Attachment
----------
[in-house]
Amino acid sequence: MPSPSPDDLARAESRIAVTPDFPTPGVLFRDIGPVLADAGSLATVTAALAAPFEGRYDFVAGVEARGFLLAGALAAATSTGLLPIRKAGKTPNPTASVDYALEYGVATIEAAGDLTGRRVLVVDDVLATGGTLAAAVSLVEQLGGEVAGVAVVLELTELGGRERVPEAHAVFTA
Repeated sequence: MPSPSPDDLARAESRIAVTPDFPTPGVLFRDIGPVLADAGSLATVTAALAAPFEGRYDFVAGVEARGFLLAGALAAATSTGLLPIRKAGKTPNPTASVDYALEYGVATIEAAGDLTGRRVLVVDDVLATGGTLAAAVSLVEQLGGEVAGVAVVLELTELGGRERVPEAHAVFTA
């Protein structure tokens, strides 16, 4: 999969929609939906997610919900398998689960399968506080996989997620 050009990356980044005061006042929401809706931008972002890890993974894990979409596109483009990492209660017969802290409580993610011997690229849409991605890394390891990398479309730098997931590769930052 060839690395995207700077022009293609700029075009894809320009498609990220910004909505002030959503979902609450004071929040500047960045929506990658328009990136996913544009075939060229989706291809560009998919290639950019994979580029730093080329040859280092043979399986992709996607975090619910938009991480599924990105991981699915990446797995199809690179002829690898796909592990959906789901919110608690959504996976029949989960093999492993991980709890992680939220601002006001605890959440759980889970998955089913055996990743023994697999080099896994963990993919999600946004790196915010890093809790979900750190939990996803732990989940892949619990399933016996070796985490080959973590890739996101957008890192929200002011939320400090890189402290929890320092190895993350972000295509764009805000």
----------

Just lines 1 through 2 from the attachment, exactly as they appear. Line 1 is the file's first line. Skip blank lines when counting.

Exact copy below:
[in-house]
Amino acid sequence: MPSPSPDDLARAESRIAVTPDFPTPGVLFRDIGPVLADAGSLATVTAALAAPFEGRYDFVAGVEARGFLLAGALAAATSTGLLPIRKAGKTPNPTASVDYALEYGVATIEAAGDLTGRRVLVVDDVLATGGTLAAAVSLVEQLGGEVAGVAVVLELTELGGRERVPEAHAVFTA